With both dogs surviving treatment the surgery attempted to contact the owner by phone and mail before referring the debt to a debt collection agency who also failed in their attempts to recover the debt. Dr Beynon wrote-off the debt and put it down to a bad experience.

Recently Dr Beynon said that she had new clients come in with a dog that required treatment however was undecided if she should commence treatment or not. Dr Beynon said that while her professional judgement said to treat the animal her business owner experience told her that they couldn't afford to.

While Dr Beynon was able to eventually authorise the treatment through financial assistance she said in a statement, "What I’ve tried to explain to people in the past ... is that what a vet charges is not always related to the quality of the work that they do. I guess I would say ... if you go into a veterinary practice and you request veterinary care, and you promise to pay something and then you don’t do it, you’re not taking away someone’s holiday to Fiji or a fancy piece of jewellery. That might mean they can’t pay their kids school fees that week. They might not be able to pay the drug bill that week. They’re not getting away with something – they’re essentially stealing from someone. Perhaps if more people gave more thought to the families behind the building and the impact it has, then perhaps they might question their own motives a bit more."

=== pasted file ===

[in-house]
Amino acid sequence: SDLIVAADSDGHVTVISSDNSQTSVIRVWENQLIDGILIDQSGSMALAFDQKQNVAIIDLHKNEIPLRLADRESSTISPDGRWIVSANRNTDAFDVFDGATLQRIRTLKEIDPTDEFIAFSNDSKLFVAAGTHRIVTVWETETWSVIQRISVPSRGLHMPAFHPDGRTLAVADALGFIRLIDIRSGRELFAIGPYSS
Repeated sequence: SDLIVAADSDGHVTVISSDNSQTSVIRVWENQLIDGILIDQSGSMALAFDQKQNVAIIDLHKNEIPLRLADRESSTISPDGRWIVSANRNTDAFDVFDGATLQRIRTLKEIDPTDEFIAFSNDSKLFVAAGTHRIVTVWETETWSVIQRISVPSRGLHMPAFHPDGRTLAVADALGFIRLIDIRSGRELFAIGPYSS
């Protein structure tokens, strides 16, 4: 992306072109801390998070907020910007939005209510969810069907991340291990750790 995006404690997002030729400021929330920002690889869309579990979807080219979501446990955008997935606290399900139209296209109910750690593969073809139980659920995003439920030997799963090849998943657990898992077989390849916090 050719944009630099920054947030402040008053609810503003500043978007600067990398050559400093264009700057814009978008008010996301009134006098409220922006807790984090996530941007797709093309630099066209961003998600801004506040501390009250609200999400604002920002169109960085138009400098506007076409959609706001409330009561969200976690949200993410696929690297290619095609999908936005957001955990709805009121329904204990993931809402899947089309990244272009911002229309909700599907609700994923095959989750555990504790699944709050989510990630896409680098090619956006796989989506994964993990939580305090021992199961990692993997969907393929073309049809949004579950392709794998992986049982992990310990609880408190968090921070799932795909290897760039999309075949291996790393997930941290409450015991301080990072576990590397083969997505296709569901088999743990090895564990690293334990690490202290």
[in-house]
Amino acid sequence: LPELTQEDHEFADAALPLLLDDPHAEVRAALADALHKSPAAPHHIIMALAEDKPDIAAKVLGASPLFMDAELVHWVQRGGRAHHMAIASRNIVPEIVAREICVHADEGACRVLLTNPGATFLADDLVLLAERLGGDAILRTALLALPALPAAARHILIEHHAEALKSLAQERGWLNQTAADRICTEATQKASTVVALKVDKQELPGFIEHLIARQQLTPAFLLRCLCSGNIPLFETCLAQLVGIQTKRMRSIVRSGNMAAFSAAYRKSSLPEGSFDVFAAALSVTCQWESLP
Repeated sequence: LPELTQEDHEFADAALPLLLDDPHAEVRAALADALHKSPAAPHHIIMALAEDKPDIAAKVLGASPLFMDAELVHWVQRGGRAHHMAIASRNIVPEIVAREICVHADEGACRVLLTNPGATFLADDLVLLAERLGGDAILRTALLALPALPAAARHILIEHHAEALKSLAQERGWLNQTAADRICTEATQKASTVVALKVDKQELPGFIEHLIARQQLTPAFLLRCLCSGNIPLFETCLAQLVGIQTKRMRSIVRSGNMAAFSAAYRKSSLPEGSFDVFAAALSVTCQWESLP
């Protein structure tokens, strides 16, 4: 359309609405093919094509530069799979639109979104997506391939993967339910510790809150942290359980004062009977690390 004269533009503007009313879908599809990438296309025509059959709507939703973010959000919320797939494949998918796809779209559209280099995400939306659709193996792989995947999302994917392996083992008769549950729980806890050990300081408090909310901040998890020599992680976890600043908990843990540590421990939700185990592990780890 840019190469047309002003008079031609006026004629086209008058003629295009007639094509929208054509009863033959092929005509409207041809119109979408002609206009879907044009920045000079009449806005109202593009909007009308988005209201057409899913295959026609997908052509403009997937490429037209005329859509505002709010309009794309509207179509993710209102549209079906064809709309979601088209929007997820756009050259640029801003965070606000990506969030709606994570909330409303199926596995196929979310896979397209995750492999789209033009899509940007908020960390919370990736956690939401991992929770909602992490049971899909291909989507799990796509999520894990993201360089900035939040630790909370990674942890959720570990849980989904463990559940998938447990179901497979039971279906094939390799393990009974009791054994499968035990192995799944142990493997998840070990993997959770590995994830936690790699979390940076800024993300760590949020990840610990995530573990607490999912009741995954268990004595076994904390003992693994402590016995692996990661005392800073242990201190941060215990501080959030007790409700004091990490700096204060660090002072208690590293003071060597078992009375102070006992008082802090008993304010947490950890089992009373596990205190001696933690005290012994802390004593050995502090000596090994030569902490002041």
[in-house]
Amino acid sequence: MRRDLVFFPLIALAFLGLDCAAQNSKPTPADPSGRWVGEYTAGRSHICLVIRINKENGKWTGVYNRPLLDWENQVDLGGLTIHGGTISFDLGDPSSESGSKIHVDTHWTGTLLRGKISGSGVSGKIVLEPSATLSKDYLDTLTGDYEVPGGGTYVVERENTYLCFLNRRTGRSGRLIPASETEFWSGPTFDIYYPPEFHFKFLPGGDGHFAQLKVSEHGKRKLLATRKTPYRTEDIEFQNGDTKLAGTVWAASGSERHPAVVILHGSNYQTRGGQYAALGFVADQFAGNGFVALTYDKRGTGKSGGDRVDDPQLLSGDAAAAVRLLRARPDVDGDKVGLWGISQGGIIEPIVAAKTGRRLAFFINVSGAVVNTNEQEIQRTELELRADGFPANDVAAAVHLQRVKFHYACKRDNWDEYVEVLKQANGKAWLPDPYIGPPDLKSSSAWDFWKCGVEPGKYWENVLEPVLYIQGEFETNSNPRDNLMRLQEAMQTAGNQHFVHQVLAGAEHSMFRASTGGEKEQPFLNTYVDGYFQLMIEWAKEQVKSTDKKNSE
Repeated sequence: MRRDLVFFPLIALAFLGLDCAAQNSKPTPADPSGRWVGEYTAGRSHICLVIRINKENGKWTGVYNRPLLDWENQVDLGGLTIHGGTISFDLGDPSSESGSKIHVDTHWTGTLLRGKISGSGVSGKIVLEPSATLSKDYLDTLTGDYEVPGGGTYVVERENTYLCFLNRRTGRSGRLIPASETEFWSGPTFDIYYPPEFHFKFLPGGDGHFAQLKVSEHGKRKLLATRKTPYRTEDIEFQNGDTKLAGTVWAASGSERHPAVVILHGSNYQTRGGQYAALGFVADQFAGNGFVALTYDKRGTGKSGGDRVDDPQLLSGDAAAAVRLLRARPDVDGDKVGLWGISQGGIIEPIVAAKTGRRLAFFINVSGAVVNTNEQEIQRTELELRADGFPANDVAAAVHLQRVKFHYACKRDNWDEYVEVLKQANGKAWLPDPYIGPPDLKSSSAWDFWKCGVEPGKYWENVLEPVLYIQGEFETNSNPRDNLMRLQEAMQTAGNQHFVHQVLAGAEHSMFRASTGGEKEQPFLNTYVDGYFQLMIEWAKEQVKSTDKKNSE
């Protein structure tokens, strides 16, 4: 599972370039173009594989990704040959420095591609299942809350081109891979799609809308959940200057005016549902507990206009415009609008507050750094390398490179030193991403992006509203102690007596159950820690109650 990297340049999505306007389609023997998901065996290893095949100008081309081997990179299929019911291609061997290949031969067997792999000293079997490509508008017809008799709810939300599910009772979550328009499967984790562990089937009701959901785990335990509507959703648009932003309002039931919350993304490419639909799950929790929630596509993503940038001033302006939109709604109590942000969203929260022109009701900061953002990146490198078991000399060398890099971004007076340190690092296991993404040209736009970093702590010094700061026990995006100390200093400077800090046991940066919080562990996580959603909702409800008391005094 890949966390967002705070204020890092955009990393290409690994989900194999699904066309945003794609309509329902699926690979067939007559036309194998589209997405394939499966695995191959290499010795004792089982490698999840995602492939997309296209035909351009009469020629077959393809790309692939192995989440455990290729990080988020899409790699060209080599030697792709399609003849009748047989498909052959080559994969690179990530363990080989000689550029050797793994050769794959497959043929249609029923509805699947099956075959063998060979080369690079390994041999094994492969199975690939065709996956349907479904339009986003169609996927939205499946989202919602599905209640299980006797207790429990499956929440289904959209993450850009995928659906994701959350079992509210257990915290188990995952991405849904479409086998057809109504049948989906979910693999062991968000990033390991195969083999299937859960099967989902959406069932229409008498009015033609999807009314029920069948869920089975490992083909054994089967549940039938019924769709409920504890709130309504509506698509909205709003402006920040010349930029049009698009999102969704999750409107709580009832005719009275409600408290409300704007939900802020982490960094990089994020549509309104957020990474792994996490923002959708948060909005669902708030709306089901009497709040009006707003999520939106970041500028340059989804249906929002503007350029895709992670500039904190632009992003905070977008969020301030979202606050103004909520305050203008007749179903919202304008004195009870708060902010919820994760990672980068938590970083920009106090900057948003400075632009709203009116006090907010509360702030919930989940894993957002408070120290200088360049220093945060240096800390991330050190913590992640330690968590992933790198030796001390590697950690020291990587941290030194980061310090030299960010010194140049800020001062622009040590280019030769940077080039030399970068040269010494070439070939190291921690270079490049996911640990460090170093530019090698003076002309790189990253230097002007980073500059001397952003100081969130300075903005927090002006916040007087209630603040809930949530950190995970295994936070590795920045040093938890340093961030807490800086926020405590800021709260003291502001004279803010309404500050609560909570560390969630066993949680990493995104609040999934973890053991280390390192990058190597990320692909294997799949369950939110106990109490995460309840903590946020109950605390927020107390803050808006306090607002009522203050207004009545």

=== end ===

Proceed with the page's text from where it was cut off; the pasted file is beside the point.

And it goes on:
Consumer Action Law Cente - "It's Time to Hold Debt Vultures Accountable"

Wednesday, February 27, 2019 - Posted by Michael McCulloch

You may recall that in our June 2018 edition we published a blog ASIC Warns Consumers About Credit Repair Services. The article focused on a campaign being run by ASIC that was designed to inform consumers of the high level of fees charged by credit repair and debt relief firms. This month the Consumer Action Law Centre (CAL) has released an article, "Stop Debt Vultures", again highlighting the need for regulatory oversight of this industry.

As indicated in the article the credit repair and debt management firms operate outside of any regulatory licensing with no minimum requirements for competency, ethical standards or licensing. The reality of the situation is that anyone, regardless of their level of education, character or background, can start a credit repair business. In a statement to the media Gerard Brody, CEO of the CAL said, "The promise of fixing your debt worries and getting you back on track just doesn’t live up to reality in our experience. The fact is they can charge hidden and high fees, they can mislead about what it is they can do, and leave people in further debt."